This post is based on an article on The Federalist Papers website. It consists of two quotes about welfare and the consequences of our current welfare programs.
Kansas Gov. Sam Brownback explained the problems with our current welfare system:
“Welfare is failing, just not for the reason you think. For too long, conventional wisdom in Washington, D.C., has dictated the best way to move people out of poverty is to expand welfare programs so that individuals could possibly, gradually, work their way out of dependency.
Kansas’ recent reform experience turns that notion upside down.
It is now clear that welfare fails because it ensnares people in poverty by paying them to not work. Welfare fails because it discourages people from improving their lives. So many recipients don’t work and get caught on welfare, suffering in poverty for years…even generations.
Fortunately, there’s a proven way to help.
Kansas shows what’s possible when you free people from the welfare trap. With assistance from the Foundation for Government Accountability, Kansas just completed the most comprehensive welfare tracking project of its kind. We matched more than 41,000 individuals as they moved off welfare with their employment records at the state’s Department of Labor.
…When moved off food stamps, half of these Kansans began working immediately. Nearly three-fifths were employed within 12 months and their incomes rose by an average of 127 percent during that first year. Incomes kept increasing as they progressed to full-time work and increased their wages. Better still, those higher wages more than offset the food stamps lost, making them more financially secure. This is real success!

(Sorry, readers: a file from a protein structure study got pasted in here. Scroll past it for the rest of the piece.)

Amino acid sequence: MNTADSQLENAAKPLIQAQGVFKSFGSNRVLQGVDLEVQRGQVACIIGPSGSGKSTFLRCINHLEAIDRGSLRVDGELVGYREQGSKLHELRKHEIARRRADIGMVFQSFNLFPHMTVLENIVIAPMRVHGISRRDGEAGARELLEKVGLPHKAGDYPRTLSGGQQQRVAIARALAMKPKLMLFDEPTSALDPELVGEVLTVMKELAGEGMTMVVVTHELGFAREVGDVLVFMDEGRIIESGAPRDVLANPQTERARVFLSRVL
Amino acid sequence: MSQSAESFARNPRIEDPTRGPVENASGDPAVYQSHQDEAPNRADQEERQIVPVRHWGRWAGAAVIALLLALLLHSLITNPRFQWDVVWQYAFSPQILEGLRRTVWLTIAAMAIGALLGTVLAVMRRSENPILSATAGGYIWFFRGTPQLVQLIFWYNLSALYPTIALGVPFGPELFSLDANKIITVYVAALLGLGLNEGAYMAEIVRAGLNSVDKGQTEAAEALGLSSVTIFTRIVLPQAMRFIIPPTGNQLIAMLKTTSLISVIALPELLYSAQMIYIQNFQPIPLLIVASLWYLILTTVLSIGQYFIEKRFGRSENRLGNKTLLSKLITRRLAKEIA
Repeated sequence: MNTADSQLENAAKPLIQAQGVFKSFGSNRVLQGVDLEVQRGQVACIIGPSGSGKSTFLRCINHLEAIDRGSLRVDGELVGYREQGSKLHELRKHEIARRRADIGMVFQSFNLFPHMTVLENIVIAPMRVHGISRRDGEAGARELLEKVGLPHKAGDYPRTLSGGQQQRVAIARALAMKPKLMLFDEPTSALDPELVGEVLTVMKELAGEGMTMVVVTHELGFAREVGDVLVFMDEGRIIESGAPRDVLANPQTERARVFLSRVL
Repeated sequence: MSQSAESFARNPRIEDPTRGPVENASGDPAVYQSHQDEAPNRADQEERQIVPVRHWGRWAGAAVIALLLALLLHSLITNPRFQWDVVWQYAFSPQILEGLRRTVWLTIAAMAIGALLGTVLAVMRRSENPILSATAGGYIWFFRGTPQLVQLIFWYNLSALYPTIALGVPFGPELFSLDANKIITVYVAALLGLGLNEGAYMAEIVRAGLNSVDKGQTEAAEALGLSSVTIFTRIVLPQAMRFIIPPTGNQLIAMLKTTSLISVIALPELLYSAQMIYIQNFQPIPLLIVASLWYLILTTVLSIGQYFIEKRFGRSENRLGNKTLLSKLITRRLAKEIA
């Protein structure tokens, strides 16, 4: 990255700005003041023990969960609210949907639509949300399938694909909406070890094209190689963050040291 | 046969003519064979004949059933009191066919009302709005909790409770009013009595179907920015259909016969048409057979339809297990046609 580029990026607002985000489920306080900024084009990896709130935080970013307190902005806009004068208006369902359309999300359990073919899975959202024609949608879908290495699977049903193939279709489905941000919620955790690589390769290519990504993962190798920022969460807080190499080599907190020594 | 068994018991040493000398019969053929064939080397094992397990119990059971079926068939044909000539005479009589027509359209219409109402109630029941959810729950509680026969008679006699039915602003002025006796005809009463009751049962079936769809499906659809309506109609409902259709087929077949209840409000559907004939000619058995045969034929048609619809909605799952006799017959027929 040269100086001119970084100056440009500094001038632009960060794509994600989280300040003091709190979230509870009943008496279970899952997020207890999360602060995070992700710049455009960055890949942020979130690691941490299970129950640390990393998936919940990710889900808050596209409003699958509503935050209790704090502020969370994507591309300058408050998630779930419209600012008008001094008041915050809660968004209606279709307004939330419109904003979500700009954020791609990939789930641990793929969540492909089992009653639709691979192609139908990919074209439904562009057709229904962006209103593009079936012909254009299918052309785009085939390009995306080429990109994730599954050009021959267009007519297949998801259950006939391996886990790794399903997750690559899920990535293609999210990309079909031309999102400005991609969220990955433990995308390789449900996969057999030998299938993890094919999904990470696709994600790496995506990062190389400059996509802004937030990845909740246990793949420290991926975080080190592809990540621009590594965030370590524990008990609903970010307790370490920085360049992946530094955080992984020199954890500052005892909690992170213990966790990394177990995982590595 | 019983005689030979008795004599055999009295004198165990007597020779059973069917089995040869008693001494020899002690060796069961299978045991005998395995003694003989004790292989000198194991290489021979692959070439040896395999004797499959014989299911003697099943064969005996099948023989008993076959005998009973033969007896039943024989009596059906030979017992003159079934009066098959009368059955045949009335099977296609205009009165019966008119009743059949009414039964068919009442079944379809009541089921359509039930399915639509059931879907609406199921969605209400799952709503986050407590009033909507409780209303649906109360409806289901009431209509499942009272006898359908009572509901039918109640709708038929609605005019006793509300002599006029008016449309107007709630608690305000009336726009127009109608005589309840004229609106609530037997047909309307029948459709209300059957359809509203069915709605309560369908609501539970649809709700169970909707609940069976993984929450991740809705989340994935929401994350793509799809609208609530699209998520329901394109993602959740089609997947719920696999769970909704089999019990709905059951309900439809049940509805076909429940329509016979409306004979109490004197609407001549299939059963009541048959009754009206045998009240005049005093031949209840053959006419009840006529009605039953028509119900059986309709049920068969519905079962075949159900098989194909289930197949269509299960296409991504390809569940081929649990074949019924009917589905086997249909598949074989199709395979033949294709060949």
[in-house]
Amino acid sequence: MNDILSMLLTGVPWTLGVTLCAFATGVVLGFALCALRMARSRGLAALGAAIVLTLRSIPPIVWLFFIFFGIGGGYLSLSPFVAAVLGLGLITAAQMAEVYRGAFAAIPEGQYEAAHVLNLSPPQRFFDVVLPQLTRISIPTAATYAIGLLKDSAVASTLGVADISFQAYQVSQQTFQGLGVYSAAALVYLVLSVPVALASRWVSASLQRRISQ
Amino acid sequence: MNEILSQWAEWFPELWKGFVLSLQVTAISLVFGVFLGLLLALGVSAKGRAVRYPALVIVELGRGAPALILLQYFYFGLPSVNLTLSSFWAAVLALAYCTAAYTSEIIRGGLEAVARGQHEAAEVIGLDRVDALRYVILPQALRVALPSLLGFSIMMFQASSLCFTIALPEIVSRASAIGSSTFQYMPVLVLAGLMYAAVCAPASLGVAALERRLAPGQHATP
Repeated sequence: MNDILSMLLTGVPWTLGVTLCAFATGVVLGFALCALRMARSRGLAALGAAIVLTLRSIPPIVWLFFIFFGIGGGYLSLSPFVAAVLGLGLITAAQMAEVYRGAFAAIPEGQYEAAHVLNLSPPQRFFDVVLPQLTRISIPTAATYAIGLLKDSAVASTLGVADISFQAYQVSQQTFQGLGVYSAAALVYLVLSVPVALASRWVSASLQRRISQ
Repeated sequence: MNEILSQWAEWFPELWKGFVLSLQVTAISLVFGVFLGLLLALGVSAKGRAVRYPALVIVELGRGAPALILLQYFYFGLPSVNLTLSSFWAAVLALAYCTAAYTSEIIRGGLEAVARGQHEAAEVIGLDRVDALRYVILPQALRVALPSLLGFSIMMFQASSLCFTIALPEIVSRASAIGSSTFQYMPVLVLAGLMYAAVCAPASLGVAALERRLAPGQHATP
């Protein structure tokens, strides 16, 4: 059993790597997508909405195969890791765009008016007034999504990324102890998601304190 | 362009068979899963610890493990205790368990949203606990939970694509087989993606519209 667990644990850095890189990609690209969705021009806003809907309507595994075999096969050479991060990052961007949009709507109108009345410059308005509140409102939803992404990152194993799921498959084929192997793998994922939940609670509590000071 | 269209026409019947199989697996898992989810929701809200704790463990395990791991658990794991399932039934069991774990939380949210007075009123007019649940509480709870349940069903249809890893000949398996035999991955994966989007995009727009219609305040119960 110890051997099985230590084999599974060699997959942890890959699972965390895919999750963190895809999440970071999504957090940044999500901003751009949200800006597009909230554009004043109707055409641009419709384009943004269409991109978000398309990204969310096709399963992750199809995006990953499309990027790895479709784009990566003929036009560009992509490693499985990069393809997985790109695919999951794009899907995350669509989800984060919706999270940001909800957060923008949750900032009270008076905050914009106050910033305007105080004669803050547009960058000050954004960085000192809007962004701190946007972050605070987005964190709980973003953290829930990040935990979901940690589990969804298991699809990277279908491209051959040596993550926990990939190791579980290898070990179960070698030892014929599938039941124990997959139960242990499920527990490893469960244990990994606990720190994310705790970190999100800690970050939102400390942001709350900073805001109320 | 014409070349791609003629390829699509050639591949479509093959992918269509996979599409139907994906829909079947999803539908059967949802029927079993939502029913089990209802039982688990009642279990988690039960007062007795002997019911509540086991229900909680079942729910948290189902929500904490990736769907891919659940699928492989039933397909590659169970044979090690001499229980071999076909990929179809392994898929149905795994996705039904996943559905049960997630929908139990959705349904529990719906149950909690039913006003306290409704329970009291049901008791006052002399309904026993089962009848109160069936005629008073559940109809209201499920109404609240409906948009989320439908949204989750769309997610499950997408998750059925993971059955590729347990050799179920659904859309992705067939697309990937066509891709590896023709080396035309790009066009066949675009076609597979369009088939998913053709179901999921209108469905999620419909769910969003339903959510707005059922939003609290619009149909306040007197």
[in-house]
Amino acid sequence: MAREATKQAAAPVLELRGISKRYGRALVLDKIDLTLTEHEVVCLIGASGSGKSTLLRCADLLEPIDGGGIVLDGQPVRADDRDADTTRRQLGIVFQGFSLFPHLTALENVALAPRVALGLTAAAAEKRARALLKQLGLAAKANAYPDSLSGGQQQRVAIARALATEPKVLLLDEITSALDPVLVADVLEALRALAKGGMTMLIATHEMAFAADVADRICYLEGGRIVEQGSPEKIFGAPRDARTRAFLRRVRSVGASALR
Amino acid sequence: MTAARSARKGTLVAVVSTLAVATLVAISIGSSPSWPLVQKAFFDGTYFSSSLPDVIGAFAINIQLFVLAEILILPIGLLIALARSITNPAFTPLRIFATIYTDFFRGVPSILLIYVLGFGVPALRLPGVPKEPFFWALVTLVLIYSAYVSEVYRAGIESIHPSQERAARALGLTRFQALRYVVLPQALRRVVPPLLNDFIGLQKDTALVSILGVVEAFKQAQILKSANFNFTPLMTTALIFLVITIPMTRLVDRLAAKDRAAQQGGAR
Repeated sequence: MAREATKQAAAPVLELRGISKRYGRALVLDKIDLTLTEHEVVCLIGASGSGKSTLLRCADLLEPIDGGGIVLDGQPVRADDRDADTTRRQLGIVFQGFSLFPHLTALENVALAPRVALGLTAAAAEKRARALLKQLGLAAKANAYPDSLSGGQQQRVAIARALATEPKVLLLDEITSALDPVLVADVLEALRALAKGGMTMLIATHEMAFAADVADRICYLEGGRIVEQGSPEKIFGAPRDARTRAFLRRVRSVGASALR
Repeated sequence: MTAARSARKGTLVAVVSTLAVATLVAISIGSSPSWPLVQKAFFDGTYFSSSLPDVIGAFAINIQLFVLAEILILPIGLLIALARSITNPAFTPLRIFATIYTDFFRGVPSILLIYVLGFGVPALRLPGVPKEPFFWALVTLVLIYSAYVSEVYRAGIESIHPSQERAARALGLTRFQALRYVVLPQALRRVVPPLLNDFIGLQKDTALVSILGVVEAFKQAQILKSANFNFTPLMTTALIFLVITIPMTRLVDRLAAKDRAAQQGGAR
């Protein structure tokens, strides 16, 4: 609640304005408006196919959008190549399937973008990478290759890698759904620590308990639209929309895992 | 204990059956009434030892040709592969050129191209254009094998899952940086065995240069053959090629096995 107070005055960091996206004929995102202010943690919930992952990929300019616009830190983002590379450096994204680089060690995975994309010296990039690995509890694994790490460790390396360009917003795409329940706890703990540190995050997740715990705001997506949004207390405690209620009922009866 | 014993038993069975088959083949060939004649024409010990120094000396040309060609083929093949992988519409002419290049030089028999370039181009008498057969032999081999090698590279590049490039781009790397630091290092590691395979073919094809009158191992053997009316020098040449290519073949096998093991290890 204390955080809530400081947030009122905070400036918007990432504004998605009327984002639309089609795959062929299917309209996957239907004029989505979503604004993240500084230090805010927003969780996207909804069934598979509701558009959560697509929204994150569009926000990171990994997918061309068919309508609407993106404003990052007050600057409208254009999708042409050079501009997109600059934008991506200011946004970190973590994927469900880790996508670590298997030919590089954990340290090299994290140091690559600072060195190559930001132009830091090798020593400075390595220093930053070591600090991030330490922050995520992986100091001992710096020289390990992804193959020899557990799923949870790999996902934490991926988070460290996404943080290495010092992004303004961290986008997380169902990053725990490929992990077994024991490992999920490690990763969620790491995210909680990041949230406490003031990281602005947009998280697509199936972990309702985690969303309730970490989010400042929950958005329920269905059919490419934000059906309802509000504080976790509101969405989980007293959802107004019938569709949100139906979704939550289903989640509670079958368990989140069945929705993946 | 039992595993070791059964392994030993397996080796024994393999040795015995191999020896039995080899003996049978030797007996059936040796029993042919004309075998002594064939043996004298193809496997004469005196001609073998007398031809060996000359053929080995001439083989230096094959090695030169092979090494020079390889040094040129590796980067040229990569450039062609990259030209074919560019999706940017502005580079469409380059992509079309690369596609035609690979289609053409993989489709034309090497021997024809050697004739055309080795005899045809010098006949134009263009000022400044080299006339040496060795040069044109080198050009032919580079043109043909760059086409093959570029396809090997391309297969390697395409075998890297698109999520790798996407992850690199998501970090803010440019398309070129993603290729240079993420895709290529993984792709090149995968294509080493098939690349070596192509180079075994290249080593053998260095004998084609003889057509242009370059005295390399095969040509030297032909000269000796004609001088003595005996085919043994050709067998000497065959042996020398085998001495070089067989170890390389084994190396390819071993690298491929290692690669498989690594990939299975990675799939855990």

Kansas’ simple reforms have led to more employment, higher incomes, less poverty, and lower spending.
Even those still on food stamps (but now required to work to keep them) are twice as likely to be working and have also substantially increased their incomes, though their overall incomes are still not as high as those freed completely from welfare. The result is that these individuals now need less help and their average time on food stamps is cut in half.
…For too long, Washington, D.C. has encouraged states to extend food stamps and expand Medicaid to ever more able-bodied adults. They promised welfare as an economic stimulus and states – red and blue alike –bought it. The result is not stimulus, but malaise.
People on welfare are working less, earning less and as a result are trapped in poverty. Millions of them. It’s a national tragedy.
Fortunately, states have many reform tools to roll back what has become the gateway to dependency: food stamps. States can assist their citizens by restoring work requirements, time limits, asset tests, reducing eligibility loopholes, and eliminating fraud.
Once free, those previously dependent on the government are motivated to work and earn more than just money: they gain self-worth, dignity, and a hopeful future. All things a person can’t get from welfare.
Americans know the value of hard work. That’s why common-sense work requirements were core to the bipartisan 1996 welfare reform that turns 20 this year.